Automatic prevention and resolution of faults is an important research topic in the field of software maintenance and evolution. Existing approaches leverage code and process metrics to build metric-based models that can effectively prevent defect insertion in a software project. Metrics, however, may vary from one project to another, hindering the reuse of these models. Moreover, they tend to generate high false positive rates by classifying healthy commits as risky. Finally, they do not provide sufficient insights to developers on how to fix the detected risky commits. In this paper, we propose an approach, called CLEVER (Combining Levels of Bug Prevention and Resolution techniques), which relies on a two-phases process for intercepting risky commits before they reach the central repository. CLEVER was developed in collaboration with Ubisoft developers. When applied to 12 Ubisoft systems, the results show that CLEVER can detect risky commits with 79% precision and 65% recall, which outperforms the performance of Commit-guru, a recent approach that was proposed in the literature. In addition, CLEVER is able to recommend qualitative fixes to developers on how to fix risky commits in 66.7% of the cases.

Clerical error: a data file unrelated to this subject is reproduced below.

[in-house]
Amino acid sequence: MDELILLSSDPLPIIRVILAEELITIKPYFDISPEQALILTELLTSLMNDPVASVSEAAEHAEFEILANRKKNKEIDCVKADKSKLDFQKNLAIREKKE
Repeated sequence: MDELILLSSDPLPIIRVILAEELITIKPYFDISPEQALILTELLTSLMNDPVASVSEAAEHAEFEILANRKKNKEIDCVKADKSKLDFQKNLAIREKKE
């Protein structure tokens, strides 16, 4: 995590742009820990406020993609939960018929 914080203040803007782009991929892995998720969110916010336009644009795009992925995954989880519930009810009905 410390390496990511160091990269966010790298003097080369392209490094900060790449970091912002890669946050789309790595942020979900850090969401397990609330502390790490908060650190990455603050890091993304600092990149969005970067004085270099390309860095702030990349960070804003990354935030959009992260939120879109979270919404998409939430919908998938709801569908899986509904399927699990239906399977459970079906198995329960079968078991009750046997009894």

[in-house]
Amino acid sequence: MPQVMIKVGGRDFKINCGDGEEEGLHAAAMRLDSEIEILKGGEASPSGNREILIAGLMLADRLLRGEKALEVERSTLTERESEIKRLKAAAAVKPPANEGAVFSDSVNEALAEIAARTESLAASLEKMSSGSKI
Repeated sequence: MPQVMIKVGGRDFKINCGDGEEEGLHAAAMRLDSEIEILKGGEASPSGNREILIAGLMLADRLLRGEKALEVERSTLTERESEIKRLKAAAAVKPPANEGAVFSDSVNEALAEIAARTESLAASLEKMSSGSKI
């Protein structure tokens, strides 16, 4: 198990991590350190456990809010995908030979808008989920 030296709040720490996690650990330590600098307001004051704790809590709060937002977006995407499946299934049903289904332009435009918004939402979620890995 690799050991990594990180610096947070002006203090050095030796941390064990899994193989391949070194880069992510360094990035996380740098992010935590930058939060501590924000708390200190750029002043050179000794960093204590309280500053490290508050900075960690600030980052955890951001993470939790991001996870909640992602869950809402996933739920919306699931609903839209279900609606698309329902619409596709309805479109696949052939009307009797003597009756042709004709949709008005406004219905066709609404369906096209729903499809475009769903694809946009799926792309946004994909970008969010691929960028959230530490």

Mathieu Nayrolles (La Forge Research Lab, Ubisoft), Abdelwahab Hamou-Lhadj (ISLM Research Lab, ECE, Concordia)